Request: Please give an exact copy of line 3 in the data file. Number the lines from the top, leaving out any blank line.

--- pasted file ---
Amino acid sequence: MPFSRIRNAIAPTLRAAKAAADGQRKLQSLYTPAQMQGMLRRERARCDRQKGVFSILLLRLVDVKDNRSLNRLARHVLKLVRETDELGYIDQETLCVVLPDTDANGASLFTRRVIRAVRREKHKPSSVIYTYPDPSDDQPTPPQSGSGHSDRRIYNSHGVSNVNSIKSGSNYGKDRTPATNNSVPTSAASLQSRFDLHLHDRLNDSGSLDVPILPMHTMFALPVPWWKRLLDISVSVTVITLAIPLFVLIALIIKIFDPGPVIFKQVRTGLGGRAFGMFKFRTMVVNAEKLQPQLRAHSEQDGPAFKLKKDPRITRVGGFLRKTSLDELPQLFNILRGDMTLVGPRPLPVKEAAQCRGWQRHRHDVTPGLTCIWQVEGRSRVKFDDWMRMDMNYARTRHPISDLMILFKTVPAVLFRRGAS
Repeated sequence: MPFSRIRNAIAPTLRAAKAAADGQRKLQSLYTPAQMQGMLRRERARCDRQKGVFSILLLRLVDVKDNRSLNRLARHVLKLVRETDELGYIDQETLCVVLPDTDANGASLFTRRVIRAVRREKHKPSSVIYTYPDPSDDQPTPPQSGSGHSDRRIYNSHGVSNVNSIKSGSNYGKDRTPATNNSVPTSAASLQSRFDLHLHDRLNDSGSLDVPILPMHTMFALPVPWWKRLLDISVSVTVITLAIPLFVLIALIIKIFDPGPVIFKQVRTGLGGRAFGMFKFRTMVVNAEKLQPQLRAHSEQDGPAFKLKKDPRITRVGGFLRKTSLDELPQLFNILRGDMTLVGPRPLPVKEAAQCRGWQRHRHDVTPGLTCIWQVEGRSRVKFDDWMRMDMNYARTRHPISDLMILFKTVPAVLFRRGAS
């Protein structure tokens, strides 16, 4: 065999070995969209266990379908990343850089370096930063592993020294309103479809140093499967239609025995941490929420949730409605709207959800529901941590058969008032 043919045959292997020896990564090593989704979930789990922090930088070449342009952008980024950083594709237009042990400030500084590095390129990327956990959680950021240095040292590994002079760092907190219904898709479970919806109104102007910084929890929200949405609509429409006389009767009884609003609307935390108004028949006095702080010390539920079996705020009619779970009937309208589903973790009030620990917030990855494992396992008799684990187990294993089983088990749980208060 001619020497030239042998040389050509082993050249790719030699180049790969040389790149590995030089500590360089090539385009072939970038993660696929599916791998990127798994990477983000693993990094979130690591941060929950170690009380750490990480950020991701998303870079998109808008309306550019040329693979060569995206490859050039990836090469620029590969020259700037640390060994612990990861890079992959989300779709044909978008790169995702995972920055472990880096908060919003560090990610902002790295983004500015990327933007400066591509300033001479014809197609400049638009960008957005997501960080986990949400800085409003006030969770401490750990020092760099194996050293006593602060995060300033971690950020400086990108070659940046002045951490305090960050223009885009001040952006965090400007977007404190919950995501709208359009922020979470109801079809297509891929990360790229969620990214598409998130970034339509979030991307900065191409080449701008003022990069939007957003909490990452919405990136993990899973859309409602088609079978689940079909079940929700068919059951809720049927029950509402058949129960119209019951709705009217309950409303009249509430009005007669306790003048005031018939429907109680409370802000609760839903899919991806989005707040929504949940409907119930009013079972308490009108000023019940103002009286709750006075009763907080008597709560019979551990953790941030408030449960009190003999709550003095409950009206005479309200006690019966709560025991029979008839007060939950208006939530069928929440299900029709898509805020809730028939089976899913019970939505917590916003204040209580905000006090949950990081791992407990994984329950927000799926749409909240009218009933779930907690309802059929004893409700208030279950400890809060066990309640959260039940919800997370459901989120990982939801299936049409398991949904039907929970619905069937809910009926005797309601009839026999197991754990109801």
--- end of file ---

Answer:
């Protein structure tokens, strides 16, 4: 065999070995969209266990379908990343850089370096930063592993020294309103479809140093499967239609025995941490929420949730409605709207959800529901941590058969008032 043919045959292997020896990564090593989704979930789990922090930088070449342009952008980024950083594709237009042990400030500084590095390129990327956990959680950021240095040292590994002079760092907190219904898709479970919806109104102007910084929890929200949405609509429409006389009767009884609003609307935390108004028949006095702080010390539920079996705020009619779970009937309208589903973790009030620990917030990855494992396992008799684990187990294993089983088990749980208060 001619020497030239042998040389050509082993050249790719030699180049790969040389790149590995030089500590360089090539385009072939970038993660696929599916791998990127798994990477983000693993990094979130690591941060929950170690009380750490990480950020991701998303870079998109808008309306550019040329693979060569995206490859050039990836090469620029590969020259700037640390060994612990990861890079992959989300779709044909978008790169995702995972920055472990880096908060919003560090990610902002790295983004500015990327933007400066591509300033001479014809197609400049638009960008957005997501960080986990949400800085409003006030969770401490750990020092760099194996050293006593602060995060300033971690950020400086990108070659940046002045951490305090960050223009885009001040952006965090400007977007404190919950995501709208359009922020979470109801079809297509891929990360790229969620990214598409998130970034339509979030991307900065191409080449701008003022990069939007957003909490990452919405990136993990899973859309409602088609079978689940079909079940929700068919059951809720049927029950509402058949129960119209019951709705009217309950409303009249509430009005007669306790003048005031018939429907109680409370802000609760839903899919991806989005707040929504949940409907119930009013079972308490009108000023019940103002009286709750006075009763907080008597709560019979551990953790941030408030449960009190003999709550003095409950009206005479309200006690019966709560025991029979008839007060939950208006939530069928929440299900029709898509805020809730028939089976899913019970939505917590916003204040209580905000006090949950990081791992407990994984329950927000799926749409909240009218009933779930907690309802059929004893409700208030279950400890809060066990309640959260039940919800997370459901989120990982939801299936049409398991949904039907929970619905069937809910009926005797309601009839026999197991754990109801």